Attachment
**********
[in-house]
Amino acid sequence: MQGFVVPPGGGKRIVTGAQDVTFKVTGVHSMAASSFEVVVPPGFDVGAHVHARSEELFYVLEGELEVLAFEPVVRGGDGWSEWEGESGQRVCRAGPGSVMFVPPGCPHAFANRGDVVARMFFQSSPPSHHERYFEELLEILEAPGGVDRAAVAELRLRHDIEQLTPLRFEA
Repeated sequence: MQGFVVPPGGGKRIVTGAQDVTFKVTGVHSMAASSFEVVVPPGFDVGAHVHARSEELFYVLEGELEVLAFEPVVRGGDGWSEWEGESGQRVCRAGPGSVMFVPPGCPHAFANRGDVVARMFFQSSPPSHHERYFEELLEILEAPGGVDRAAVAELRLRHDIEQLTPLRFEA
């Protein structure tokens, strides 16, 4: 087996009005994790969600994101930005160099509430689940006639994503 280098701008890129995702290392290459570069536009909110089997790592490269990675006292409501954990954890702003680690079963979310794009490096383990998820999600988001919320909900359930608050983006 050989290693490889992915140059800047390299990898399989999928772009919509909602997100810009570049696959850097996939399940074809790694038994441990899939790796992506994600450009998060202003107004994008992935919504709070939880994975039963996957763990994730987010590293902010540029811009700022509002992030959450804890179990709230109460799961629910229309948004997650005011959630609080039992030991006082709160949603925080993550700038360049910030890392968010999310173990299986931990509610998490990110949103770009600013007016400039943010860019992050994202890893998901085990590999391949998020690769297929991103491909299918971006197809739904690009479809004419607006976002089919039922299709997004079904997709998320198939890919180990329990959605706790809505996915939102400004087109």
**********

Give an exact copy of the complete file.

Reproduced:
[in-house]
Amino acid sequence: MQGFVVPPGGGKRIVTGAQDVTFKVTGVHSMAASSFEVVVPPGFDVGAHVHARSEELFYVLEGELEVLAFEPVVRGGDGWSEWEGESGQRVCRAGPGSVMFVPPGCPHAFANRGDVVARMFFQSSPPSHHERYFEELLEILEAPGGVDRAAVAELRLRHDIEQLTPLRFEA
Repeated sequence: MQGFVVPPGGGKRIVTGAQDVTFKVTGVHSMAASSFEVVVPPGFDVGAHVHARSEELFYVLEGELEVLAFEPVVRGGDGWSEWEGESGQRVCRAGPGSVMFVPPGCPHAFANRGDVVARMFFQSSPPSHHERYFEELLEILEAPGGVDRAAVAELRLRHDIEQLTPLRFEA
């Protein structure tokens, strides 16, 4: 087996009005994790969600994101930005160099509430689940006639994503 280098701008890129995702290392290459570069536009909110089997790592490269990675006292409501954990954890702003680690079963979310794009490096383990998820999600988001919320909900359930608050983006 050989290693490889992915140059800047390299990898399989999928772009919509909602997100810009570049696959850097996939399940074809790694038994441990899939790796992506994600450009998060202003107004994008992935919504709070939880994975039963996957763990994730987010590293902010540029811009700022509002992030959450804890179990709230109460799961629910229309948004997650005011959630609080039992030991006082709160949603925080993550700038360049910030890392968010999310173990299986931990509610998490990110949103770009600013007016400039943010860019992050994202890893998901085990590999391949998020690769297929991103491909299918971006197809739904690009479809004419607006976002089919039922299709997004079904997709998320198939890919180990329990959605706790809505996915939102400004087109």